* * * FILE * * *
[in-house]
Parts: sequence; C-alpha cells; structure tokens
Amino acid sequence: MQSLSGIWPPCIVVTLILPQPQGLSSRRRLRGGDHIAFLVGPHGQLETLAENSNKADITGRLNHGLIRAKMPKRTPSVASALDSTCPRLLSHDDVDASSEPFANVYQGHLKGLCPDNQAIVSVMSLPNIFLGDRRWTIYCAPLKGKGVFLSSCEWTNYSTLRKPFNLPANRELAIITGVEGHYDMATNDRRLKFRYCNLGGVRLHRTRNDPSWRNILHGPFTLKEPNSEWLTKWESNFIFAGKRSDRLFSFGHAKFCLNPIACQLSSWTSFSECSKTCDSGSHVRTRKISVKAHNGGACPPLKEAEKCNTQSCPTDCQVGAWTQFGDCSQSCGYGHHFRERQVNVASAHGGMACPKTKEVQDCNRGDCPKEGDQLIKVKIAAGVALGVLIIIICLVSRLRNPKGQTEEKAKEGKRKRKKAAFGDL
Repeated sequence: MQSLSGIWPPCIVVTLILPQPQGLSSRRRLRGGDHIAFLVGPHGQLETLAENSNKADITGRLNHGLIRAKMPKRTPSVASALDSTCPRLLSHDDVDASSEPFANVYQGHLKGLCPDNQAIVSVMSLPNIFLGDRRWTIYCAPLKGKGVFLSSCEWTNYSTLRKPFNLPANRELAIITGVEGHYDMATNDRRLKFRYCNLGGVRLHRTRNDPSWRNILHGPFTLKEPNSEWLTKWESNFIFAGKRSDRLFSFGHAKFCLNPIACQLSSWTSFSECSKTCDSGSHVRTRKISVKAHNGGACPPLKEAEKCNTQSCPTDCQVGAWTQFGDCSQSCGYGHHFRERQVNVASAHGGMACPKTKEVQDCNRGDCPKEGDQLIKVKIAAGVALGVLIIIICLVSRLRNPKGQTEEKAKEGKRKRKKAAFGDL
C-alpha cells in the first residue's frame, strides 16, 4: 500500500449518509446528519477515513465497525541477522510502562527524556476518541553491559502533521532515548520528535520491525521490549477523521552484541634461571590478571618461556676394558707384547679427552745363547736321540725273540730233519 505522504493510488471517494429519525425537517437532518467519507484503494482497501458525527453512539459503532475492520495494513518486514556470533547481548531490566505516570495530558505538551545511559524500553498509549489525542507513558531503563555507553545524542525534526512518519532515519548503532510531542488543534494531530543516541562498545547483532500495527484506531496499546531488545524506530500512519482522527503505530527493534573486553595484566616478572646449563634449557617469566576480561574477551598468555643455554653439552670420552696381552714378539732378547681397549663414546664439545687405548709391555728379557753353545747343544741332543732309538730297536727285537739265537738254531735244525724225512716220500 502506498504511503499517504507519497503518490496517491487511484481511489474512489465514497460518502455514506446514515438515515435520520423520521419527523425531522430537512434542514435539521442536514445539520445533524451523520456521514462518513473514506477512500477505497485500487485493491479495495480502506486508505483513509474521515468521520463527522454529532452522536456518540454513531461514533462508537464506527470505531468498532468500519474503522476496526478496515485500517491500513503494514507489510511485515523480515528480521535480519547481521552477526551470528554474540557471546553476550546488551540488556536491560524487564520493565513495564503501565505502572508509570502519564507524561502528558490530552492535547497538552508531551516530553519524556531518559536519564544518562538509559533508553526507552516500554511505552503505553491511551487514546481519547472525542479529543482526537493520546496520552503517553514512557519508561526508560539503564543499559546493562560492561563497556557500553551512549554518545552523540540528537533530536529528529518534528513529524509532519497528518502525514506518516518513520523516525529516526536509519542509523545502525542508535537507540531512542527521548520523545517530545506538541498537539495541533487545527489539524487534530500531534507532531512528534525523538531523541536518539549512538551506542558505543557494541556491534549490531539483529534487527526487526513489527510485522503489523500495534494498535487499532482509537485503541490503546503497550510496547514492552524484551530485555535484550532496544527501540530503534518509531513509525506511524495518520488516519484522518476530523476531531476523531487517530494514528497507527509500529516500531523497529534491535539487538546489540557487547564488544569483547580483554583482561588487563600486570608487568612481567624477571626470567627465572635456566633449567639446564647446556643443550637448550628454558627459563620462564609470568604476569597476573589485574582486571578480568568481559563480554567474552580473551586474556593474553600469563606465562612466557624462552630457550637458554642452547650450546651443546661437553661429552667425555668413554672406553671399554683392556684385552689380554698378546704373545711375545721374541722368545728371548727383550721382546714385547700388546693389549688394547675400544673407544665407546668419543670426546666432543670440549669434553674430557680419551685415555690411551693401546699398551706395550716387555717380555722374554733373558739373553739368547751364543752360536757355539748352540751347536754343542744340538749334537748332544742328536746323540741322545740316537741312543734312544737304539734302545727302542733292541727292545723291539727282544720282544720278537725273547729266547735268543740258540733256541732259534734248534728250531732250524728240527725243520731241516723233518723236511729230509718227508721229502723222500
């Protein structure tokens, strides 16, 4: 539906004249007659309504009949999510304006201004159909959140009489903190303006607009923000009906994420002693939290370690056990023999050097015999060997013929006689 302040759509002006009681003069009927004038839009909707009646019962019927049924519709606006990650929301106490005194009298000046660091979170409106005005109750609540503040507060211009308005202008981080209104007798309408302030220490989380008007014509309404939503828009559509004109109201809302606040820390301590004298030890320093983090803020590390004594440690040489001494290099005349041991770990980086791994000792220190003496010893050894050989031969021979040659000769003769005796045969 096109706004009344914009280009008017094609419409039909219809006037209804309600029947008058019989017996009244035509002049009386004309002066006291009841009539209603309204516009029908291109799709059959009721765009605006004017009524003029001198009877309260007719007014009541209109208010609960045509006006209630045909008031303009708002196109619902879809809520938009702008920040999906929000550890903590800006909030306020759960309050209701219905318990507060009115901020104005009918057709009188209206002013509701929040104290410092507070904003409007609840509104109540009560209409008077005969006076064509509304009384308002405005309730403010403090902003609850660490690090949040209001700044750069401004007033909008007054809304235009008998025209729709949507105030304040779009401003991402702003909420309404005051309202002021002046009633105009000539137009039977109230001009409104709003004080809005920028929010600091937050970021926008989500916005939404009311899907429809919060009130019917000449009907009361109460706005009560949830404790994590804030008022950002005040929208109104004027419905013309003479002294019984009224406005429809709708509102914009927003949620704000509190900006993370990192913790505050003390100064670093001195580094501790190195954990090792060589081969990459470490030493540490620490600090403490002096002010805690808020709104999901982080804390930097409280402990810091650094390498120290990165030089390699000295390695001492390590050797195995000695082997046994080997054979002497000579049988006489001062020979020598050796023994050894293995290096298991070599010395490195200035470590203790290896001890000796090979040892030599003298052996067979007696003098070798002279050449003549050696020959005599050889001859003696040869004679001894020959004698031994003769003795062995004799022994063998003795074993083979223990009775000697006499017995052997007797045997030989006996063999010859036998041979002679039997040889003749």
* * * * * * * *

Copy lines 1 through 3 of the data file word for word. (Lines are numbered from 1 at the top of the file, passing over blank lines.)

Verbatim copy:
[in-house]
Parts: sequence; C-alpha cells; structure tokens
Amino acid sequence: MQSLSGIWPPCIVVTLILPQPQGLSSRRRLRGGDHIAFLVGPHGQLETLAENSNKADITGRLNHGLIRAKMPKRTPSVASALDSTCPRLLSHDDVDASSEPFANVYQGHLKGLCPDNQAIVSVMSLPNIFLGDRRWTIYCAPLKGKGVFLSSCEWTNYSTLRKPFNLPANRELAIITGVEGHYDMATNDRRLKFRYCNLGGVRLHRTRNDPSWRNILHGPFTLKEPNSEWLTKWESNFIFAGKRSDRLFSFGHAKFCLNPIACQLSSWTSFSECSKTCDSGSHVRTRKISVKAHNGGACPPLKEAEKCNTQSCPTDCQVGAWTQFGDCSQSCGYGHHFRERQVNVASAHGGMACPKTKEVQDCNRGDCPKEGDQLIKVKIAAGVALGVLIIIICLVSRLRNPKGQTEEKAKEGKRKRKKAAFGDL